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Achieving net zero requires building all low carbon technologies including lots of nuclear

Milton Caplan's picture
President, MZConsulting Inc.

Milt has more than 40years experience in the nuclear industry advising utilities, governments and companies on new build nuclear projects and investments in uranium.

  • Member since 2018
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  • Nov 14, 2022

In its 2022 report on the role of nuclear power in fighting climate change, “Nuclear Power and Secure Energy Transitions”, the International Energy Agency (IEA) says “Nuclear energy can help make the energy sector’s journey away from unabated fossil fuels faster and more secure.”

It goes on to clearly lay out why nuclear power is so important to a clean energy future noting that achieving net zero globally will be harder and more expensive with less nuclear. 


The report also notes there are challenges to further nuclear deployment emphasizing the importance of continuing to reduce costs and ensure projects are built to cost and schedule.  These are indeed justifiable issues and there is no doubt the industry must perform for long term success.

While the IEA may say nuclear is important for net zero, this has not resulted in projections for a large new nuclear program.  Rather, as is shown in the 2022 World Energy Outlook (WEO 2022) just released from the IEA, the role for nuclear remains modest.  Yes, there is a doubling of nuclear capacity to 2050, but because of continued electricity demand growth the nuclear share falls from 10% of global electricity supply to only 8% in its Net Zero Scenario.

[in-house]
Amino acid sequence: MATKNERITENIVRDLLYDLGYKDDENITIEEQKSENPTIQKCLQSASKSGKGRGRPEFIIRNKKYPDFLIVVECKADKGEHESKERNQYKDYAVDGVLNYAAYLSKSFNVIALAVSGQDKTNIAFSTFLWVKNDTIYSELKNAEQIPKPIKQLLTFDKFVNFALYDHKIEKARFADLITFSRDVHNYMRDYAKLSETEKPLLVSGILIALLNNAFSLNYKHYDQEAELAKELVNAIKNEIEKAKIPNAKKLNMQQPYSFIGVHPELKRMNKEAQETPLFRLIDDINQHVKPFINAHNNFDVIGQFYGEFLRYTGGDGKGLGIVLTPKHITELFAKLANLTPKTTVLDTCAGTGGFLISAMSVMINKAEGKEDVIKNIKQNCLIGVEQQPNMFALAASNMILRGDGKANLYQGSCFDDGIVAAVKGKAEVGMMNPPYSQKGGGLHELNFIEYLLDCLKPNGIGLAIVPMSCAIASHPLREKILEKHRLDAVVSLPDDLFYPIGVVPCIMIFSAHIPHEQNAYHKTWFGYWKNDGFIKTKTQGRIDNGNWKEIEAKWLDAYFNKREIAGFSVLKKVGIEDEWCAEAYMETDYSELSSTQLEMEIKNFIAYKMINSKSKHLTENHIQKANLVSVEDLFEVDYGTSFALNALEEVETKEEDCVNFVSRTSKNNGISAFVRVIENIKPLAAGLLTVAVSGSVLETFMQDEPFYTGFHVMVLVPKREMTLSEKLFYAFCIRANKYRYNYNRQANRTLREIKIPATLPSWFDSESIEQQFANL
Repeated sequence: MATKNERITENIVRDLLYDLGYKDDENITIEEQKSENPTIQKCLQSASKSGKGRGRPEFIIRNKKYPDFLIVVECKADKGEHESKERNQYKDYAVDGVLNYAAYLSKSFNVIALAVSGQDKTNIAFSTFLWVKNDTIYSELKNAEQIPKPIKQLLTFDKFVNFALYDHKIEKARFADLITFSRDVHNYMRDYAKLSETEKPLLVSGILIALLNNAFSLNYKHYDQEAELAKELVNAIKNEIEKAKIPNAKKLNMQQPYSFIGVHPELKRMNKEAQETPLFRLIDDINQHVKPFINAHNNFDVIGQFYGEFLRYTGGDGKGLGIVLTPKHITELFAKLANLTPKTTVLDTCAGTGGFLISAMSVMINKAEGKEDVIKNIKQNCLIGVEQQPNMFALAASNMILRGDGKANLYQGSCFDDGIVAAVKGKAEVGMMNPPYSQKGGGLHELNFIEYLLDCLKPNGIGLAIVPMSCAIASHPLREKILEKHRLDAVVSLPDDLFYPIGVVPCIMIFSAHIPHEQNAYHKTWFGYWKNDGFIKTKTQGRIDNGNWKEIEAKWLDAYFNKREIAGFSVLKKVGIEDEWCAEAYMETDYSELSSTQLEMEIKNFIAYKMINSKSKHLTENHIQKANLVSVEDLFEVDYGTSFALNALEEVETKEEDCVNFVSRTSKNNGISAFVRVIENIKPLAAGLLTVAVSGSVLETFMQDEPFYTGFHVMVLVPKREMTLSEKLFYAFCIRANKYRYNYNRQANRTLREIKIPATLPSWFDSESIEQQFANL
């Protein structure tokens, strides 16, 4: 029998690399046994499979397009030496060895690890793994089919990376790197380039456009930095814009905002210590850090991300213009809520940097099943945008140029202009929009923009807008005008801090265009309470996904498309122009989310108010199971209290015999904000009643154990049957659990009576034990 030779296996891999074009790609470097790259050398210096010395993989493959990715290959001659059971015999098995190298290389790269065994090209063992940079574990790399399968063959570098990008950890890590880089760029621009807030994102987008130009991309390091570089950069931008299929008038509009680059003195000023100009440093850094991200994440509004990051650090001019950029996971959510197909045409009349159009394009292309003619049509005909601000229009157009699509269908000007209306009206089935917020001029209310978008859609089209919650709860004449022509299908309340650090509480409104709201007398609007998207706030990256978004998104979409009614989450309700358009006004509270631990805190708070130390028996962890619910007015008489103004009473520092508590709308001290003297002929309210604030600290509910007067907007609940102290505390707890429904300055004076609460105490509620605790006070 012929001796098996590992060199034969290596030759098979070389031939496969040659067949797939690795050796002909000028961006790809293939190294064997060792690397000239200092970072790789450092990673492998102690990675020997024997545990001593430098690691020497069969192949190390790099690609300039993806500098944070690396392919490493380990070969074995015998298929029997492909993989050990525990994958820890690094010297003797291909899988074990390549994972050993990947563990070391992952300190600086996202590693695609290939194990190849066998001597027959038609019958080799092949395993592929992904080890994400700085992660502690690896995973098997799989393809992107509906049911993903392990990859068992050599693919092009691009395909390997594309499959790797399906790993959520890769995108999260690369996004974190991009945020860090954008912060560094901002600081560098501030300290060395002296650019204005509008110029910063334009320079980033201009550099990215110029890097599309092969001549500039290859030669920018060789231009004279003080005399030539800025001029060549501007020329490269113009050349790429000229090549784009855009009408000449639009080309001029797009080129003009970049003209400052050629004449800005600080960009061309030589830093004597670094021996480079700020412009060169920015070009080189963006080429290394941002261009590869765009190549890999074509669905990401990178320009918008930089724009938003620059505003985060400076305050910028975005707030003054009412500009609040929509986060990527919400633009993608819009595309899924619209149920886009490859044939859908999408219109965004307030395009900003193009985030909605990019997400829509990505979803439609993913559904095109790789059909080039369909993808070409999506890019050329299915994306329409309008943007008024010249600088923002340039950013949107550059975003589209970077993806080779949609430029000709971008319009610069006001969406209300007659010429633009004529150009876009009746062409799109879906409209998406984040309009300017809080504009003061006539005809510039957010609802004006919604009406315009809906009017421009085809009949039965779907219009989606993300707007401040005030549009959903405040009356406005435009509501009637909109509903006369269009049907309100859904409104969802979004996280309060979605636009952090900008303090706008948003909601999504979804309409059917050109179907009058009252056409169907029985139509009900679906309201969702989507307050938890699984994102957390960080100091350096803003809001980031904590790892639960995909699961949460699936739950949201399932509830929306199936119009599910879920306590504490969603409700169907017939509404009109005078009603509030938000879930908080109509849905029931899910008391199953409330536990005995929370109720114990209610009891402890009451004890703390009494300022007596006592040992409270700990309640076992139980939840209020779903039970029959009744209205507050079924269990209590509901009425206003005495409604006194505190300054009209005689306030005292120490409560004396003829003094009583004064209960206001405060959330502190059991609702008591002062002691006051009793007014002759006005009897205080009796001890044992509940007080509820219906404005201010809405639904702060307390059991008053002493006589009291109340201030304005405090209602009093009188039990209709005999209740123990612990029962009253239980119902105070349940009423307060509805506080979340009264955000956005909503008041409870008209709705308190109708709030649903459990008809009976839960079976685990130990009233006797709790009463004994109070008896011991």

On the other hand, renewables are projected to account for the majority of capacity additions over the outlook period (to 2050). In the base STEPS scenario, wind and solar PV together set new deployment records every year to 2030 and then continue with increased annual growth through to 2050.  For the IEA Net Zero scenario, wind grows by a factor of 12 and solar even faster with 27 times more solar in 2050 than in 2021.  The assumption when it comes to renewables growth is that there are no limits.  No concern about land use, or volume of critical materials required, or how storage technology will develop to support increasing the share of renewables from its current 28% of electricity supply to 88% of a larger global electricity system.  Yet we know from experience in Germany, California and others where variable renewables have successfully achieved a relatively high share of electricity supply, that system reliability suffers, often requiring fossil fuel back up to support their intermittency.    

Notes: STEPS (Stated Policy Scenario), APS (Announced Policy Scenario), NZE (Net Zero Scenario)
Source: IEA World Energy Outlook 2022